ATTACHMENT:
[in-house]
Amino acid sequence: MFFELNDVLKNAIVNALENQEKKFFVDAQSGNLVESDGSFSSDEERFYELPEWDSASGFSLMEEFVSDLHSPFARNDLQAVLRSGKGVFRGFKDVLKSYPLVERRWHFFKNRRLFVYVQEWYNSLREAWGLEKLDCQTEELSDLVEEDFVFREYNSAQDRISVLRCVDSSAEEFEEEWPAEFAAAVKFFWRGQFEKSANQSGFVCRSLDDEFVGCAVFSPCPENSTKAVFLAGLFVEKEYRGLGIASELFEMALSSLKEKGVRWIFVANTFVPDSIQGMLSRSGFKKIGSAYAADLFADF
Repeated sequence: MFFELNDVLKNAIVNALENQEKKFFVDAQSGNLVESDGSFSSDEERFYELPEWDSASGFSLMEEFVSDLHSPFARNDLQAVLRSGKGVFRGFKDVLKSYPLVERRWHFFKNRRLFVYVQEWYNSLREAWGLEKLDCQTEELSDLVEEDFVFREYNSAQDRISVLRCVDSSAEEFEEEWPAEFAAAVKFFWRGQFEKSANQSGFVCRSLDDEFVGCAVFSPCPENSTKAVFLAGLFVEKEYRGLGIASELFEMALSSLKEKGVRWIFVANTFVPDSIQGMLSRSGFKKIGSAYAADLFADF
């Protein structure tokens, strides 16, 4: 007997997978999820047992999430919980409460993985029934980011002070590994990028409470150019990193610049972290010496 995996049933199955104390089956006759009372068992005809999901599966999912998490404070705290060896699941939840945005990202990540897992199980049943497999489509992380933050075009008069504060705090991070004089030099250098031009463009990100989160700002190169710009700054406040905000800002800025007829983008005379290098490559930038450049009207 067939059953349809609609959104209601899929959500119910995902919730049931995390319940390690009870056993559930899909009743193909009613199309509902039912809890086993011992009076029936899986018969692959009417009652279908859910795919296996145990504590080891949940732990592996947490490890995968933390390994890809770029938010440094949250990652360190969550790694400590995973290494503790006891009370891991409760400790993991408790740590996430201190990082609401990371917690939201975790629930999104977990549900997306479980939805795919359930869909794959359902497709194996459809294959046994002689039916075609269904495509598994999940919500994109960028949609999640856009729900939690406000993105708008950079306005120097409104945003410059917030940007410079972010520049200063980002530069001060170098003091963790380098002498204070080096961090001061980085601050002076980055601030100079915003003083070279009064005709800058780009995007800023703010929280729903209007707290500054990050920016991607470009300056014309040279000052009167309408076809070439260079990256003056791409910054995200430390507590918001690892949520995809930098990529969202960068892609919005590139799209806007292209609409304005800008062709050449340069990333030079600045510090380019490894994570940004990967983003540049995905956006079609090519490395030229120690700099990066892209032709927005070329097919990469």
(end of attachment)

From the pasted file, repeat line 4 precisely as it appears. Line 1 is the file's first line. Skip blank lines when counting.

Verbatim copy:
């Protein structure tokens, strides 16, 4: 007997997978999820047992999430919980409460993985029934980011002070590994990028409470150019990193610049972290010496 995996049933199955104390089956006759009372068992005809999901599966999912998490404070705290060896699941939840945005990202990540897992199980049943497999489509992380933050075009008069504060705090991070004089030099250098031009463009990100989160700002190169710009700054406040905000800002800025007829983008005379290098490559930038450049009207 067939059953349809609609959104209601899929959500119910995902919730049931995390319940390690009870056993559930899909009743193909009613199309509902039912809890086993011992009076029936899986018969692959009417009652279908859910795919296996145990504590080891949940732990592996947490490890995968933390390994890809770029938010440094949250990652360190969550790694400590995973290494503790006891009370891991409760400790993991408790740590996430201190990082609401990371917690939201975790629930999104977990549900997306479980939805795919359930869909794959359902497709194996459809294959046994002689039916075609269904495509598994999940919500994109960028949609999640856009729900939690406000993105708008950079306005120097409104945003410059917030940007410079972010520049200063980002530069001060170098003091963790380098002498204070080096961090001061980085601050002076980055601030100079915003003083070279009064005709800058780009995007800023703010929280729903209007707290500054990050920016991607470009300056014309040279000052009167309408076809070439260079990256003056791409910054995200430390507590918001690892949520995809930098990529969202960068892609919005590139799209806007292209609409304005800008062709050449340069990333030079600045510090380019490894994570940004990967983003540049995905956006079609090519490395030229120690700099990066892209032709927005070329097919990469």